“I had a shot at it, I pushed it, and I managed to pull it off” replies Gavin Rothery when asked about the motivation for directing. After working on the graphics and concept design for Duncan Jones’ 2009 sci-fi drama MOON, he explains offers to direct lead him to think, “Why not push that boat out and go for a sail?”


Set in the year 2038, ARCHIVE tells the story of George Almore (Theo James), who is stationed at a secluded and secret mountain facility codenamed, ‘The Garden’ He’s two and a half years into his three-year research contract and is close to a breakthrough in developing a true human-equivalent android. Nearing the completion of his prototype, and guarding an ulterior motive that he has kept secret, he enters the riskiest phase of the project.


Speaking with him, it’s possible to sense the challenge of finding one’s bearings, amidst a wealth of wisdom on how one should attack the scriptwriting and filmmaking processes. He begins by telling us, “This is the first thing I’ve written solo”, and goes on to explain, “I went all around the block looking at everything, and the big thing I took away from it was, if anybody’s got anything to tell you, any experience, it’s usually a line or two, and that’s usually the thing you should be listening to.” He recalls going into a Waterstone’s bookstore and looking at a shelf full of books about how to write a movie by someone he’d never heard of. “I’m looking at these books and I’m thinking, ‘Well, I’m never going to be able to read or buy all of these books, so do I really need to read anything that’s here before I start?’”


Rothery doesn’t dispute that there are mechanics to storytelling, but he believes that it cannot be reduced to a textbook step-by-step explanation. “It’s good to be aware of the writing formulas, and it’s not that they don’t have any value because structure is probably the most important part of any filmmaking or writing job. If you don’t have structure then it’s just going to be a mess.” He adds,“The funny thing about it is, with good structure you can take a mediocre idea and it can become great. It’s a strange thing because it’s good to be aware of formulas, but you can’t enter a creative field looking at a mathematical formula - you’d be doing yourself a disservice.”



There is inevitably a narrowing of choices as the world building progresses, which the director says he finds thrilling.“The process of narrowing is about choosing the best option from all of the options. I see it as a hugely positive thing because that’s getting the work done, working out what the story is and developing it.” He also acknowledges a collaborative dialogue between the film and its filmmaker. “The funny thing is, when you’re coming up with a story, once you’ve got your original set up, and you’ve got your characters and you’ve got your theme, the film itself tends to speak to you. It tells you what it wants to be, and I think it’s because in the process of setting the whole thing up, you’ve done all this thinking, and you know what it is. Then when you get into this process of narrowing things down, that bundle of ideas speaks to you.”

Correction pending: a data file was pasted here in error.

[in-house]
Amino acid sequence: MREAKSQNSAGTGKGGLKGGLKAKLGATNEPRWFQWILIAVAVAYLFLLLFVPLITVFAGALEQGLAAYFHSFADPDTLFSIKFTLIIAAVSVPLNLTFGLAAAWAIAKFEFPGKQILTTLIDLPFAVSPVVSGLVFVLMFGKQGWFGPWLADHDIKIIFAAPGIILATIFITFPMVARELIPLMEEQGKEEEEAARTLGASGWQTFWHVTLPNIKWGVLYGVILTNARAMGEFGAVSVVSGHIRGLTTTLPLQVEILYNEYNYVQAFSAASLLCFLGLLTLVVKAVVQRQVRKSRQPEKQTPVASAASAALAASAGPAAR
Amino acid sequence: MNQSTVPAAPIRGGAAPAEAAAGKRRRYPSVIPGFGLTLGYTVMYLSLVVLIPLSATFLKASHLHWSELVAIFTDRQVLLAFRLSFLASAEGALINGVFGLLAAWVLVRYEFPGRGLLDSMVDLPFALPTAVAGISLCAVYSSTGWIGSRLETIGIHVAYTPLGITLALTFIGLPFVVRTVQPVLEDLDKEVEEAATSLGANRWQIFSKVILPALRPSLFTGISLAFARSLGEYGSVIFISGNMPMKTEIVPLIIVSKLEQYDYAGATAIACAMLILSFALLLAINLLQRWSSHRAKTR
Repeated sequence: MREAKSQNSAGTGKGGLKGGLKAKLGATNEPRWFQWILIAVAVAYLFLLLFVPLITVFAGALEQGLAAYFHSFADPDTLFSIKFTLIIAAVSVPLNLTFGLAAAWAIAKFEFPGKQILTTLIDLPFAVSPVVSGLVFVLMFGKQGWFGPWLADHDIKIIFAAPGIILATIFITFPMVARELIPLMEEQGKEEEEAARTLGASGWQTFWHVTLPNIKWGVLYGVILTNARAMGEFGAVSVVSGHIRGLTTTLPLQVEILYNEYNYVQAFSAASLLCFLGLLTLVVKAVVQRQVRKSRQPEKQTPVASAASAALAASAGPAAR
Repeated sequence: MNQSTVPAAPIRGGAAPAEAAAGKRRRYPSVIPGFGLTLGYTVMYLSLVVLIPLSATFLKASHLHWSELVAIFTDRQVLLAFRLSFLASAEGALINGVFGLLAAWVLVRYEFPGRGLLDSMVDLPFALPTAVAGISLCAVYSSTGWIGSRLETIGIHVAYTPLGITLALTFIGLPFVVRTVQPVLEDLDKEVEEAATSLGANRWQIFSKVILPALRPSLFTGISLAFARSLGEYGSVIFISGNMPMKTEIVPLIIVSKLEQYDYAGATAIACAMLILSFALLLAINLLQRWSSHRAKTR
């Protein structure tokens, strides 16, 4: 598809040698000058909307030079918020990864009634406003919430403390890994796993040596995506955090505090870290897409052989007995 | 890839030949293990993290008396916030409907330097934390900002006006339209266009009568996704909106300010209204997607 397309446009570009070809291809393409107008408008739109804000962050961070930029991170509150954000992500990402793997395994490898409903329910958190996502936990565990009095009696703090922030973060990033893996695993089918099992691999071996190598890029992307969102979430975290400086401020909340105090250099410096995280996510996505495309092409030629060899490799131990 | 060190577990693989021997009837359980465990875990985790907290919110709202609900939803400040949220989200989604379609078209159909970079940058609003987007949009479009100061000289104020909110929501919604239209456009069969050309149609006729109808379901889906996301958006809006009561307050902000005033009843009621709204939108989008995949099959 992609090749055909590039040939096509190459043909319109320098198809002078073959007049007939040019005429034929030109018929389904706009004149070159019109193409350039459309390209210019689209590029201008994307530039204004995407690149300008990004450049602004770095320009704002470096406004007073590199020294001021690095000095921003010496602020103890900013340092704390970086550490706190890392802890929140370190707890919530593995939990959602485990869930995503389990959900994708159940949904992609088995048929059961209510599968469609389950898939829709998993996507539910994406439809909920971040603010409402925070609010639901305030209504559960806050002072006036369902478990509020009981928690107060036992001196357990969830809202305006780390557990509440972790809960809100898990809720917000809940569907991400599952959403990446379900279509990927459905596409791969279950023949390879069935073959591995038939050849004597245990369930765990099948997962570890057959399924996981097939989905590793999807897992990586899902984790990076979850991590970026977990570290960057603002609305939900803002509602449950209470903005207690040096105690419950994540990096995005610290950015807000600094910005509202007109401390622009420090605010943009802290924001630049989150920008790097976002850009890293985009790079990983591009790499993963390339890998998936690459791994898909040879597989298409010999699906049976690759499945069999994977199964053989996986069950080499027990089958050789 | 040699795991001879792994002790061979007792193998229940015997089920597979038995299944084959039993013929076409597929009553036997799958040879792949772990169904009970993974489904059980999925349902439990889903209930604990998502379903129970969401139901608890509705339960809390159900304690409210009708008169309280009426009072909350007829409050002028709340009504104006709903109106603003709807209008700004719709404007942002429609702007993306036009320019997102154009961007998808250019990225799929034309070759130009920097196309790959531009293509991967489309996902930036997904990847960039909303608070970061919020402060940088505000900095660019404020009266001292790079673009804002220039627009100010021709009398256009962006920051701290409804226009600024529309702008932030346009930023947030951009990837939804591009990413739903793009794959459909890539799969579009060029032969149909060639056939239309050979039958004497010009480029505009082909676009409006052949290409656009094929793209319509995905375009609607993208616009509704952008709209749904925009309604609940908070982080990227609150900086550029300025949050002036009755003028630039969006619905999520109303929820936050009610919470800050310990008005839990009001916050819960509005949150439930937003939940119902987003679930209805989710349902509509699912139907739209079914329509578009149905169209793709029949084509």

Working on ARCHIVE, he came to realise a common mistake in storytelling, or a crisis point in developing the narrative. “Sometimes when you’re writing a story, you need a thing to happen and you’ll try to create a situation where it can, and I found that be is where a lot of stories fall apart.” He explains, “Once you get half way into your film, you don’t want to be introducing any new stuff. So when you have a situation where you need something to happen, there’s always something in the first half of the film you can bring back, that will tie everything up.”


Regardless of the budget and scale of the production, what commonly connects sci-fi films is a shared humanity - themes of family, life and love. It’s an aspect of the genre that was not lost on Rothery even as a young boy. “I’m a lifelong sci-fi fan. As a kid I loved STAR WARS as a fun adventure, but the thing that really got me into it was SILENT RUNNING. My dad showed it to me when I was six, and it just blew my mind.” He continues, “What I’ve come to understand is sci-fi is my big genre love. I love horror, I love comedy, I love film and I love TV, but there’s something about the genre where you can use technology to put some kind of spin on the human condition, and that’s the stuff that interests me – it’s people stories.”


At the heart of these stories are problems, and the challenge he seems to suggest for the storyteller is honing in on the character’s dilemma. “When me and Duncan were coming up with the story for MOON, it was about a guy who was stuck, but how’s he stuck? And when we came up with the whole clone thing, it was like there we go! He’s a clone slave, and he doesn’t even realise it. How does that mess with your head? What if you found that out? So that’s the thing I love about sci-fi. You look at a problem a person might have and come up with a crazy sci-fi problem, and whenever you do that, you’re going to find a compelling story.”


ARCHIVE Releases on Digital Download 18TH January.


Paul Risker.


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